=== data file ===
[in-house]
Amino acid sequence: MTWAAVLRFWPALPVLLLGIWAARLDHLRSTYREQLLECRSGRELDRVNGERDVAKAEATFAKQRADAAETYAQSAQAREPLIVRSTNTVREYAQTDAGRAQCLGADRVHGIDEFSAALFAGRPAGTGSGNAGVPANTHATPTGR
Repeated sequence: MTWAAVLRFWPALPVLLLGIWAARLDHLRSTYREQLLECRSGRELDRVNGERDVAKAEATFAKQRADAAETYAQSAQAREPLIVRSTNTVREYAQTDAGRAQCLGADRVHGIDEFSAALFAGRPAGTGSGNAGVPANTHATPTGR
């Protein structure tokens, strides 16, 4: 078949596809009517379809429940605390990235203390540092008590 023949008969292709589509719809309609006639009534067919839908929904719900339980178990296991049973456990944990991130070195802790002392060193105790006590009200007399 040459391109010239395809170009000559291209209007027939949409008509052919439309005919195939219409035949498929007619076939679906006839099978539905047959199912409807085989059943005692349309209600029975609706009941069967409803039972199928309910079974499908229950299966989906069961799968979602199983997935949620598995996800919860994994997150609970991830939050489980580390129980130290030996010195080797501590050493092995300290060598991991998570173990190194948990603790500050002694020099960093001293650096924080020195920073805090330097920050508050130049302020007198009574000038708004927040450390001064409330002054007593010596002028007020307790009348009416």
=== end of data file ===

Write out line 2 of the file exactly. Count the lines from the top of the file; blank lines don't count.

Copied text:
Amino acid sequence: MTWAAVLRFWPALPVLLLGIWAARLDHLRSTYREQLLECRSGRELDRVNGERDVAKAEATFAKQRADAAETYAQSAQAREPLIVRSTNTVREYAQTDAGRAQCLGADRVHGIDEFSAALFAGRPAGTGSGNAGVPANTHATPTGR